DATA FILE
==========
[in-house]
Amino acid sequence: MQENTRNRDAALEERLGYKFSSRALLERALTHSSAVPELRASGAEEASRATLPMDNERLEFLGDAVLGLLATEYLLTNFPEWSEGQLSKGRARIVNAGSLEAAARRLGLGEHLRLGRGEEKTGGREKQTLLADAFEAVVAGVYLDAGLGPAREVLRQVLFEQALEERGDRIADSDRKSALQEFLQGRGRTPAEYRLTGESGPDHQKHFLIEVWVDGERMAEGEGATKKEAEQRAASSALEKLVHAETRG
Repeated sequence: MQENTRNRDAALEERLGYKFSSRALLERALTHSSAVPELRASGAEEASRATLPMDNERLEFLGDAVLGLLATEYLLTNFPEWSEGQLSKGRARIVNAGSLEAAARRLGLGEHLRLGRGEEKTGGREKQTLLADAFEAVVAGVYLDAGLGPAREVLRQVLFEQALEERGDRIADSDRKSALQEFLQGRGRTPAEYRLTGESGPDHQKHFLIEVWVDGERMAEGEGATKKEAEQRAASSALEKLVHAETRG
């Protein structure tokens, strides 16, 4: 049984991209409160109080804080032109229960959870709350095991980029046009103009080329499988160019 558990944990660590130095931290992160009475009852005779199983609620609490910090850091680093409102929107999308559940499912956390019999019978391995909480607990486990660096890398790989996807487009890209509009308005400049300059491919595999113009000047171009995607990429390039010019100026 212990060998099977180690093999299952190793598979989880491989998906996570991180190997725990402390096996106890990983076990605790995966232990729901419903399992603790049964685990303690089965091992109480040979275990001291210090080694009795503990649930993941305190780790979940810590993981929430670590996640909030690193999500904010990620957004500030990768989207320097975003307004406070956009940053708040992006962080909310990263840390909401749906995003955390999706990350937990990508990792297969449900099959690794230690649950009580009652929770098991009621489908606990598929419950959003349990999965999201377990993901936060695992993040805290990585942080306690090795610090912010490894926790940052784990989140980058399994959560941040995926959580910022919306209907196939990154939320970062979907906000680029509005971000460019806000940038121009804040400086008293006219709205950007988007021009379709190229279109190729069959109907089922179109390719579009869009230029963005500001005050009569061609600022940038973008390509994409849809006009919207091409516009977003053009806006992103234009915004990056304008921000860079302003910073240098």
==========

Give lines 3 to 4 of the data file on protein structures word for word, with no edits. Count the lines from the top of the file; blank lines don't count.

Repeated sequence: MQENTRNRDAALEERLGYKFSSRALLERALTHSSAVPELRASGAEEASRATLPMDNERLEFLGDAVLGLLATEYLLTNFPEWSEGQLSKGRARIVNAGSLEAAARRLGLGEHLRLGRGEEKTGGREKQTLLADAFEAVVAGVYLDAGLGPAREVLRQVLFEQALEERGDRIADSDRKSALQEFLQGRGRTPAEYRLTGESGPDHQKHFLIEVWVDGERMAEGEGATKKEAEQRAASSALEKLVHAETRG
């Protein structure tokens, strides 16, 4: 049984991209409160109080804080032109229960959870709350095991980029046009103009080329499988160019 558990944990660590130095931290992160009475009852005779199983609620609490910090850091680093409102929107999308559940499912956390019999019978391995909480607990486990660096890398790989996807487009890209509009308005400049300059491919595999113009000047171009995607990429390039010019100026 212990060998099977180690093999299952190793598979989880491989998906996570991180190997725990402390096996106890990983076990605790995966232990729901419903399992603790049964685990303690089965091992109480040979275990001291210090080694009795503990649930993941305190780790979940810590993981929430670590996640909030690193999500904010990620957004500030990768989207320097975003307004406070956009940053708040992006962080909310990263840390909401749906995003955390999706990350937990990508990792297969449900099959690794230690649950009580009652929770098991009621489908606990598929419950959003349990999965999201377990993901936060695992993040805290990585942080306690090795610090912010490894926790940052784990989140980058399994959560941040995926959580910022919306209907196939990154939320970062979907906000680029509005971000460019806000940038121009804040400086008293006219709205950007988007021009379709190229279109190729069959109907089922179109390719579009869009230029963005500001005050009569061609600022940038973008390509994409849809006009919207091409516009977003053009806006992103234009915004990056304008921000860079302003910073240098």